Why You'll Like Him
Why You'll Hate Him
Because he’ll sleep with your ex-girlfriend and then you’ll never be able to play again for England…as though you were good enough to play left-back anyway.
Oh, John Terry, the man we all love to hate. But let’s clear up a few misconceptions: JT didn’t sleep with Wayne Bridge’s wife. He allegedly slept with Bridge’s ex-girlfriend, the mother of his child. And the two weren’t teammates at the time. Bridge’s subsequent retirement from international duty wasn’t a major loss for England, considering he just isn’t very good. Of course it was a rather slimy move to pull on a mate, but from the perspective of a country that’s seen its stars arrested for rape and murder, the John Terry affair ranks very low on the American scale of athletes acting out.
Terry’s been punished by the removal of his much-coveted armband. It’s time for the world, and this profile, to move on. Chelsea fans certainly have. The Shed End faithful relish their captain and he returns their devotion—after Terry headed in the winning goal in an FA Cup tie against Stoke City, he celebrated by gesturing to his armband, a demonstration of thanks for their support during a turbulent time.
Of course, when your club is winning, such as Chelsea was last season, it’s easy to overlook a player’s flaws. And John Terry definitely showed a few lapses in concentration, resulting in a few balls through the back that probably shouldn’t have come close to the net. Should such lapses occur whilst on the pitch for England, fans of the Three Lions will not be so forgiving. Now that Rio Ferdinand has been ruled out of play due to injury, Terry will be partnering either Ledley King or Matthew Upson in the center, and the unfamiliarity may create weakness in the back line.
With Terry’s reputation for dependability and steadiness, however, it is doubtful that taking the field in South Africa will rattle him, no matter who he’s paired alongside. But even if John is nervous, he at least has his lucky rituals to fall back upon. An extremely superstitious player, Terry needs to have the same seat on the bus, tape his socks three times, and listen to his lucky CD. So if opposing teams really want to shake up the core of England’s defense, perhaps they should lay off the lame jokes and steal his Usher album instead.
Club Teams: Chelsea, 1998-present (loaned to Nottingham Forest in 2000)
National Team Debut: 2003 against Serbia and Montenegro
World Cup(s): 2006
Cut John Terry and he’ll bleed royal blue. Chelsea’s captain has been with the club since the age of 15, when he moved from West Ham’s youth system. Now the most successful captain in The Blues’ history, one could be forgiven for thinking that JT’s hobby is collecting trophies and medals.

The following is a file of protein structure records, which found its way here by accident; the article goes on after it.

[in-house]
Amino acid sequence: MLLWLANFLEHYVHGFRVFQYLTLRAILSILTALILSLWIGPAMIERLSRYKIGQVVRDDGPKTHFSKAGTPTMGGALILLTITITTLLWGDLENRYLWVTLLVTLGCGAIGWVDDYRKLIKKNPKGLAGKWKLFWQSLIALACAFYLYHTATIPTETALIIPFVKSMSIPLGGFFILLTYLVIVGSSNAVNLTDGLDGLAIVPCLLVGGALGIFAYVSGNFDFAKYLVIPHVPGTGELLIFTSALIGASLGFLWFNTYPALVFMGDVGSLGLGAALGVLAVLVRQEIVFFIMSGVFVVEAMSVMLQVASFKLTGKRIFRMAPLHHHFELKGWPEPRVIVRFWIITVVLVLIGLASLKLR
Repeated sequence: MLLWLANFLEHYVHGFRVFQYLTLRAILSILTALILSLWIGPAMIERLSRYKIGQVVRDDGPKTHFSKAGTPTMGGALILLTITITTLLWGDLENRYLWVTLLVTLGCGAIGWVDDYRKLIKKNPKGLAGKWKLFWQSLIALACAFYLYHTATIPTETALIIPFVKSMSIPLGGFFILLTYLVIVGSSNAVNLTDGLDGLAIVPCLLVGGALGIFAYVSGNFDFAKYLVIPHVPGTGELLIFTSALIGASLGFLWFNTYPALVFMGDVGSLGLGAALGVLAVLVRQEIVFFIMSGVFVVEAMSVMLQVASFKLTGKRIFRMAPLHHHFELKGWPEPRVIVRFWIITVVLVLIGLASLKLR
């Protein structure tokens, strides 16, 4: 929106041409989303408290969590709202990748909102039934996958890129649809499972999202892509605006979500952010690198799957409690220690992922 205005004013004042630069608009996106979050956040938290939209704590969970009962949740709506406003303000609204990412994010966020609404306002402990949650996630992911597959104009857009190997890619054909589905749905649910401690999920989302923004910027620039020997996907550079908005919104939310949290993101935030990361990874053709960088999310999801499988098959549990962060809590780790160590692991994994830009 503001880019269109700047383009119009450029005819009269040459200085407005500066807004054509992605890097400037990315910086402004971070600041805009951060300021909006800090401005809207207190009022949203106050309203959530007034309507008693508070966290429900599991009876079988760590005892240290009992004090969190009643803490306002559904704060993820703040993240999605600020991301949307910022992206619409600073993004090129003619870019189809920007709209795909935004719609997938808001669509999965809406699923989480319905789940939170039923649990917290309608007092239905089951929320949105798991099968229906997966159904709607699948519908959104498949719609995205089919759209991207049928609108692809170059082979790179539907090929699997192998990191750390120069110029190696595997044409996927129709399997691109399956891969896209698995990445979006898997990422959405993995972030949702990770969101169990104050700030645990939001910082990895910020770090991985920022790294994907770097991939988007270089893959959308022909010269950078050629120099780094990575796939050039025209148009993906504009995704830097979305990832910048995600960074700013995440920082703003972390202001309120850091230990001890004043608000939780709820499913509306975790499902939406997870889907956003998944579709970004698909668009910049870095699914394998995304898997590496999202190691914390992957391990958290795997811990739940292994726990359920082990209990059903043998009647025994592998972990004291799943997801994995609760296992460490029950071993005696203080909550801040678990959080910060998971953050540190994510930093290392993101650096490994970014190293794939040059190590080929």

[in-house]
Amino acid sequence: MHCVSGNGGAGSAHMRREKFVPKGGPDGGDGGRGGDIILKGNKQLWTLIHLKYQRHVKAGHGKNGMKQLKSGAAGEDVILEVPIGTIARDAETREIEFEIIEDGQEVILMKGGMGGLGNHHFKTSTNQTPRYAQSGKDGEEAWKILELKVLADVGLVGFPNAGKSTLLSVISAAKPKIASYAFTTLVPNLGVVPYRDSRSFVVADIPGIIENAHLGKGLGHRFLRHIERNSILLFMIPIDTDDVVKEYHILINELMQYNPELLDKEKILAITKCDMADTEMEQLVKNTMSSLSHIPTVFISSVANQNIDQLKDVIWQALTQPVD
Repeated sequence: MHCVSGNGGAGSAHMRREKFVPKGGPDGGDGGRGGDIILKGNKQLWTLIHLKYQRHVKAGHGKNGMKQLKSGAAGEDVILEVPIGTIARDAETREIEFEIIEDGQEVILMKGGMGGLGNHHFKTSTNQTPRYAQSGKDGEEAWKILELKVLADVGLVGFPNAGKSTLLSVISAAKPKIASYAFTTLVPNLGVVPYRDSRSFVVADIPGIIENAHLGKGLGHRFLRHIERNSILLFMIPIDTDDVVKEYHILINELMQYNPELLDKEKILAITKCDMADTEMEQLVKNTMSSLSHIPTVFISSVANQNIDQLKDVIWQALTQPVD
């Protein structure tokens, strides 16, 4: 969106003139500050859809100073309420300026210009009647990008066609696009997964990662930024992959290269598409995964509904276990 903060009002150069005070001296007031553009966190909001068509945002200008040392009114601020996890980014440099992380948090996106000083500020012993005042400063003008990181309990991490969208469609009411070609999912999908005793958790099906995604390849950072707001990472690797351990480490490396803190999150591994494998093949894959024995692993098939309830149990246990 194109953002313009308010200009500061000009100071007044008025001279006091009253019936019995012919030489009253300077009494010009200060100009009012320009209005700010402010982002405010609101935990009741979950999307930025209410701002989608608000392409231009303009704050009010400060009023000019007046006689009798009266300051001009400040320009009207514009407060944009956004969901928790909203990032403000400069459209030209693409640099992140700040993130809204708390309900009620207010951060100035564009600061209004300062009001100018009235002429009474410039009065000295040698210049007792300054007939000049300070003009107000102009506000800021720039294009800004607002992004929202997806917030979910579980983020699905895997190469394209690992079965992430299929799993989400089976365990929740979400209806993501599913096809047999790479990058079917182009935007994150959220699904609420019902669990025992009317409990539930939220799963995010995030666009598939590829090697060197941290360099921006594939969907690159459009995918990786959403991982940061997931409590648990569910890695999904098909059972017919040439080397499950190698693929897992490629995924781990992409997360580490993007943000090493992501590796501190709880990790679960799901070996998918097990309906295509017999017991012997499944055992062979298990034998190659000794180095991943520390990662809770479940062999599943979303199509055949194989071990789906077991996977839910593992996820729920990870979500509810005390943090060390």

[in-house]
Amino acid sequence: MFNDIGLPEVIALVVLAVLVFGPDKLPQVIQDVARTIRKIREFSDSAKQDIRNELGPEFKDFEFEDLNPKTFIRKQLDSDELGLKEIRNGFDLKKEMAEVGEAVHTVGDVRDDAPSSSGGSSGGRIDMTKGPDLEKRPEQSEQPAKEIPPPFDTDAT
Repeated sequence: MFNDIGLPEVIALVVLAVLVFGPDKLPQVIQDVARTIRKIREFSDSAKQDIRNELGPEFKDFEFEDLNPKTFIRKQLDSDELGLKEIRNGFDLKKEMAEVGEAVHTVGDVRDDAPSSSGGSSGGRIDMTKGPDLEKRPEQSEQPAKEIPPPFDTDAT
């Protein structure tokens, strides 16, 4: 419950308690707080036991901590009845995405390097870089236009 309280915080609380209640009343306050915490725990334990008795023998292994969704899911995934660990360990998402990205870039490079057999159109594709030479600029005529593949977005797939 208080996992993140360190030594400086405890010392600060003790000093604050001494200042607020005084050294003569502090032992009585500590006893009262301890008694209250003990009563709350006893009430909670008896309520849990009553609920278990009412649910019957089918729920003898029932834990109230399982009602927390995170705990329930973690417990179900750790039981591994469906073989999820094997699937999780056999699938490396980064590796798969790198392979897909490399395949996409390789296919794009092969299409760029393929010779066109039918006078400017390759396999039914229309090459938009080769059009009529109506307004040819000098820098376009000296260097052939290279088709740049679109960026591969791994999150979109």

After a short loan spell at Nottingham Forest to gain first-team experience, Terry returned to Chelsea and quickly blossomed into one of the Premier League’s greatest defenders. In 2004/2005, the first year that JT captained the squad, Chelsea won the league title—but it was Terry’s presence at the back that helped them achieve the best defensive record in the league, including the most clean sheets.
Terry has helped Chelsea win a record eight titles in his time as captain: three Premier League titles, three FA Cups, and two league cups. This season, as he faced allegations about his personal life that will not be mentioned again, many of his detractors said that his form was slipping. Yet Chelsea had the second-best defensive record in the league this past season, and managed to win the Double (league and FA Cup) for the first time in their history.
Terry made his full debut in a friendly against Croatia in 2003 and has been a steady presence since. He was part of the first team at Euro 2004, although England went out in the first round against Portugal. Two years later, JT was an easy selection for the 2006 World Cup in Germany, and demonstrated his worth soundly with a fantastic overhead clearance in the group stages against Trinidad and Tobago. However, England were eliminated in the quarter-finals in true English fashion, with a penalty shoot-out against Portugal. Terry was the only England player to be named to the World Cup all-star squad in 2006.
Shortly after their time in Germany, the captain’s armband was passed from David Beckham to John Terry, with then-manager Steve McClaren putting faith in John’s leadership abilities. Yet England had reason to doubt in 2008, when the squad failed to even qualify for the Euros. Still Terry was a constant presence during 2010 qualification, playing eight out of ten matches and scoring the winning goal against Ukraine. Despite lacking the England armband, JT will be on the field for every match, and has told Capello to expect nothing different in his style of play.
What to Look For
Although opponents are counting on a weakened defense, it is unlikely that a man with so much experience representing his country will tolerate mistakes, whether his own or by others. Terry still takes a leadership role on the field, directing the back line into position. His perfectly timed tackles disrupt the play, while his skill in the air can either direct the ball into the goal or flick it away neatly.
Kirsten Schlewitz takes a leadership role at SB Nation Soccer, where she will be contributing content for the 2010 World Cup. When not moonlighting here or other hush-hush places, Kirsten is sharing her soccer thoughts at 7500 to Holte, SB Nation's Aston Villa blog.